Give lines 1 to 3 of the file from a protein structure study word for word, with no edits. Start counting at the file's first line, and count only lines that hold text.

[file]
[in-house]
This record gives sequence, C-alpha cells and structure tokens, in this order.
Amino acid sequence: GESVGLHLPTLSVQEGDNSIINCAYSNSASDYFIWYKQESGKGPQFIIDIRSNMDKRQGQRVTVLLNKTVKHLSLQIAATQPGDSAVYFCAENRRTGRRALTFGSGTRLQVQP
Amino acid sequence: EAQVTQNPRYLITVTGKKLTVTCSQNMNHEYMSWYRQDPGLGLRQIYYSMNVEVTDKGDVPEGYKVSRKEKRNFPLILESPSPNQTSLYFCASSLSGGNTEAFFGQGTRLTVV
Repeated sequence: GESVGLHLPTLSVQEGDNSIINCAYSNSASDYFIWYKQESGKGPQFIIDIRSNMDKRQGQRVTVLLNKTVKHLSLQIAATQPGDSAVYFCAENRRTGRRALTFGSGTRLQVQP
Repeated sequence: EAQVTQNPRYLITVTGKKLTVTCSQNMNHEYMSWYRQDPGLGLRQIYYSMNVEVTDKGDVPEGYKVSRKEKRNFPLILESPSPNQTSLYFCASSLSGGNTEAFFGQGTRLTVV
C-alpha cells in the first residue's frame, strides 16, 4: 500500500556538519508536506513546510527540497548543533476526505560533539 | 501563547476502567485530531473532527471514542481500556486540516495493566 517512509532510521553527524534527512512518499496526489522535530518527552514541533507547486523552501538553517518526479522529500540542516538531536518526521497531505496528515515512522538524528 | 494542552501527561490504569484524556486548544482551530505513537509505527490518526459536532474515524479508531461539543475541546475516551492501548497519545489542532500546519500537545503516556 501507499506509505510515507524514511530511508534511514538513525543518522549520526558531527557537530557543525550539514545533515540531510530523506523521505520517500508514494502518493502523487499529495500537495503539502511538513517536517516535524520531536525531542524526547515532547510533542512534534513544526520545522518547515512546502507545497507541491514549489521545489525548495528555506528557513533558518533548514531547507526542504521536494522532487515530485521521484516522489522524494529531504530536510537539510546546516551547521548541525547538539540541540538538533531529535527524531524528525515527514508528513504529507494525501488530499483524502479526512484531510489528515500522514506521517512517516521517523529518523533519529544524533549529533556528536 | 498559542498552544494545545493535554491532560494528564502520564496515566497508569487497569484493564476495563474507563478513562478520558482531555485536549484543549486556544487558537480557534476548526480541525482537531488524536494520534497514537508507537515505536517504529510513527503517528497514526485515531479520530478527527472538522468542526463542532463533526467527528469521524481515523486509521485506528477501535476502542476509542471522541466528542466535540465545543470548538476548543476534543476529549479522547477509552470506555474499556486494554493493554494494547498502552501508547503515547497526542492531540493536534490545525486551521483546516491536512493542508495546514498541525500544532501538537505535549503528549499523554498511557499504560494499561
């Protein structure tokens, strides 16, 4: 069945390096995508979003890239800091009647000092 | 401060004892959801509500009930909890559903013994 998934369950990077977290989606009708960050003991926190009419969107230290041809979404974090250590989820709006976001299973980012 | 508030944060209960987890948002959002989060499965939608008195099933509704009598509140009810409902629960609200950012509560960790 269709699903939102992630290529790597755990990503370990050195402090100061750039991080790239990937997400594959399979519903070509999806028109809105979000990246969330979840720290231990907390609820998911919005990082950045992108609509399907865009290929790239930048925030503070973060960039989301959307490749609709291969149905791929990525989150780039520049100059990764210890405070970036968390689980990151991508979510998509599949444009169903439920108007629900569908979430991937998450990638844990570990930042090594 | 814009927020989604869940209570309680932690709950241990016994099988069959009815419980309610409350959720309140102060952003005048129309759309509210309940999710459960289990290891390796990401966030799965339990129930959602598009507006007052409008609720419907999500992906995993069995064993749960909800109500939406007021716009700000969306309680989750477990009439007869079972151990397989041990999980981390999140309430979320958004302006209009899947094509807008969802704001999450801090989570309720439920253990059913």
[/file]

[in-house]
This record gives sequence, C-alpha cells and structure tokens, in this order.
Amino acid sequence: GESVGLHLPTLSVQEGDNSIINCAYSNSASDYFIWYKQESGKGPQFIIDIRSNMDKRQGQRVTVLLNKTVKHLSLQIAATQPGDSAVYFCAENRRTGRRALTFGSGTRLQVQP